This piece first appeared on Medium.
One of the most common measures across the globe to slow the spread of the COVID-19 pandemic and reduce public health systems’ stress is the implementation of restrictions on citizens’ mobility and stay-at-home orders. While this measure has proven effective in containing COVID-19 contagion, it has gendered implications because the home emerges not only as a place of safeguard to reduce COVID-19 transmission, but also as a place of subordination, labor, and violence that disproportionately affects marginalized gender identities.
Gender-based violence is a ubiquitous policy issue worldwide which disproportionately affects women and girls and is most commonly exercised by intimate partners at gender-based violence survivors’ homes. According to UN Women, gender-based violence, a persistent human rights violation, escalated during COVID-19 lockdowns evidenced by increased demand for domestic violence services across the world, including the United States (Mlambo-Ngcuka, 2020 April 6th). However, sharp decreases in domestic violence reports are also concerning since they may indicate increased difficulty in reporting during quarantine (Southall, 2020).
Despite the gendered consequences of COVID-19 policy decisions, women have not been well represented in government crisis management committees and a gender perspective in the early stages of governments’ pandemic responses has been largely overlooked (Farrar & Rao Gupta, 2020, April 3rd). Widespread lack of diversity in emergency committees and decision-making processes may influence the framing of governments’ responses to the pandemic and result in data and cognitive gaps about gendered and intersectional consequences of crisis response measures that disproportionately affect marginalized groups (Harman, 2016; Smith, 2016). Addressing this gap becomes even more critical considering that government responses to the pandemic may last through 2022 (Kissler, Tedijanto, Goldstein, Grad, & Lipsitch, 2020).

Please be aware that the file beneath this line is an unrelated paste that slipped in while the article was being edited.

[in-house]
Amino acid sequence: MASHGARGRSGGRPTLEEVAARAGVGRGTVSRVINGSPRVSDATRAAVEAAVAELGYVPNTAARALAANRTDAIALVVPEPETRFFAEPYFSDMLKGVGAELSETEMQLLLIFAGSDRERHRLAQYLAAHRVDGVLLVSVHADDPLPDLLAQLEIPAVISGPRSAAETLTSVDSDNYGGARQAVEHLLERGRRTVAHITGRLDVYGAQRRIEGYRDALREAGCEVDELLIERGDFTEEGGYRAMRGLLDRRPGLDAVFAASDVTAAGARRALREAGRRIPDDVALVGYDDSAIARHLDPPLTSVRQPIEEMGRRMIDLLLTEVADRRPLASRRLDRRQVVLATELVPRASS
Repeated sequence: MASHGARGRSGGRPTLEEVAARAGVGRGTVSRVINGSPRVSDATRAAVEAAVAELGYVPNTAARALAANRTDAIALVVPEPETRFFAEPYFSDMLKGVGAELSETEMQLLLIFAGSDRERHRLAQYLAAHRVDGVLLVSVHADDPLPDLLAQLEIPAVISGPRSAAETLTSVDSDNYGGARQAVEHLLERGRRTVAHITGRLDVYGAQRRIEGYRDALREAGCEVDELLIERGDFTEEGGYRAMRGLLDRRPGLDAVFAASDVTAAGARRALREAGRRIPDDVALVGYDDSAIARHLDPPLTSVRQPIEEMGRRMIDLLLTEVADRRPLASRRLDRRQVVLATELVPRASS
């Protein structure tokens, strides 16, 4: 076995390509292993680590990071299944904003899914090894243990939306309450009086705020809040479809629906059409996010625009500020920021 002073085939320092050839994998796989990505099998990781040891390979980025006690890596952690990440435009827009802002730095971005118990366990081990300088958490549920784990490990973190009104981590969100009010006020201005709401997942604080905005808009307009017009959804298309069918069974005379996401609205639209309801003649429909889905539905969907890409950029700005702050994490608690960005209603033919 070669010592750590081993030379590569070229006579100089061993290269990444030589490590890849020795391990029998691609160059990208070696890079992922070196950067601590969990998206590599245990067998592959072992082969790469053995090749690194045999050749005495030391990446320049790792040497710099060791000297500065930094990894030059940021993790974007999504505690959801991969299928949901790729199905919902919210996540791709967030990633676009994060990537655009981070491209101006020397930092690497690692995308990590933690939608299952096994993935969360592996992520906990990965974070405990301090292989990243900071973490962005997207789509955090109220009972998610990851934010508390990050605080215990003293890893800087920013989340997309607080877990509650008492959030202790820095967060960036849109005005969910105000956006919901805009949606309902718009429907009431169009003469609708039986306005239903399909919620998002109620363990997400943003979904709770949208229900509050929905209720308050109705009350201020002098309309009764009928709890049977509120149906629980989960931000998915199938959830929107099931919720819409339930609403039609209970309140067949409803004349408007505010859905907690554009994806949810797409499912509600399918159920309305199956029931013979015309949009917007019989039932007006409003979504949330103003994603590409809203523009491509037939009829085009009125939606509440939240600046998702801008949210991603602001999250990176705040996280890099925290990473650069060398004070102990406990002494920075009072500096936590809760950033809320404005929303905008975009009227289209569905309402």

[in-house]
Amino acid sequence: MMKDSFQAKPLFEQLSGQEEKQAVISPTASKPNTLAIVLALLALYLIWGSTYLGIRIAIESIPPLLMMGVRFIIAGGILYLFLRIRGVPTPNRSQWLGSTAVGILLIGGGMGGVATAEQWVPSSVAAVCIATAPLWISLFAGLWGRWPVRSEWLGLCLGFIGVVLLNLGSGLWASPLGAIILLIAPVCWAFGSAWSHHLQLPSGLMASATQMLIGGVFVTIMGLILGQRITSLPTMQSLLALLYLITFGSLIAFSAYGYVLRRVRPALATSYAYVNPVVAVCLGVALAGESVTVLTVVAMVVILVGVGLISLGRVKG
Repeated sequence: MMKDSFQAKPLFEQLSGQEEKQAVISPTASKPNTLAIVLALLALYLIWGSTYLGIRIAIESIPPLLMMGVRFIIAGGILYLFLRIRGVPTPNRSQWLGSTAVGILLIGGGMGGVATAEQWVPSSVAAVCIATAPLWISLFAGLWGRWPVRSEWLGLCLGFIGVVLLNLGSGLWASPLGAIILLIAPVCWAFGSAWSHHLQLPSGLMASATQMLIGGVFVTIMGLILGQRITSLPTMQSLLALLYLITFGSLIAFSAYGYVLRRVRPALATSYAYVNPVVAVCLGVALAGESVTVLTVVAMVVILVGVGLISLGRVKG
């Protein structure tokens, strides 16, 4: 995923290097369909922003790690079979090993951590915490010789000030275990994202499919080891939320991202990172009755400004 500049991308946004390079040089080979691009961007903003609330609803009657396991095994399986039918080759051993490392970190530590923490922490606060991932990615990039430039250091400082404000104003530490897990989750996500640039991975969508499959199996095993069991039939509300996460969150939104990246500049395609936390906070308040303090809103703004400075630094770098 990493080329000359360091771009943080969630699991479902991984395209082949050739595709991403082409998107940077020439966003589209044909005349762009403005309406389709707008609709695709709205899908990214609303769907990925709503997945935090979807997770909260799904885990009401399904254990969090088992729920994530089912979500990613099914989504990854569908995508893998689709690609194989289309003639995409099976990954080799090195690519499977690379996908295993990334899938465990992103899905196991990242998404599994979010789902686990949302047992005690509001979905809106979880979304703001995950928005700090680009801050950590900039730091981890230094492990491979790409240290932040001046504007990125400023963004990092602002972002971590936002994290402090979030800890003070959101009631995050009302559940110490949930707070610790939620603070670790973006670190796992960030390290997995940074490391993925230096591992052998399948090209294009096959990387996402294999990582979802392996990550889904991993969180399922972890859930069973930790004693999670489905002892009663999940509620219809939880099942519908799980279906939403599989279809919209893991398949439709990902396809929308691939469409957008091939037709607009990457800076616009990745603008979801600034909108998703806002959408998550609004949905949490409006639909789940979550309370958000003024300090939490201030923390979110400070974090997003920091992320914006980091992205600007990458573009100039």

As part of the systematizations of government responses to the COVID-19 crisis, we mapped Argentinean National and provincial policy decisions concerning gender-based violence within the first month of mandatory stay-at-home order — from March, 20th to April, 20th — . Argentina has displayed practical and strategic policy measures to face the gendered consequences of mandatory confinement since the early stages of COVID-19 crisis management. The most salient measures and observations include:
Development of alternative reporting mechanisms. The national helpline was declared an essential service and reinforced with personnel and new technologies to develop alternative non-verbal report mechanisms, including WhatsApp numbers — later centralized into a single number through a partnership with Facebook — , an email account, and a helpline cellphone App. These resources were promoted through television, radio, and social media.
Exceptions to mandatory stay-at-home orders. Removal of mobility restrictions to individuals reporting gender-based violence, automatic extensions applied in most of the jurisdictions to prior protection measures (such as restraining orders), and authorization of gender-based violence facilities to operate within sanitary protocols.
Campaigns appealing to the co-responsibility of care and redistribution of domestic tasks.Campaigns addressed historical and systemic causes of gender-based violence from a sociological perspective pointing out the link between the unequal distribution of tasks related to care and gender-based violence. Instructions to separated parents and caregivers with children were also provided during the mandatory lockdown.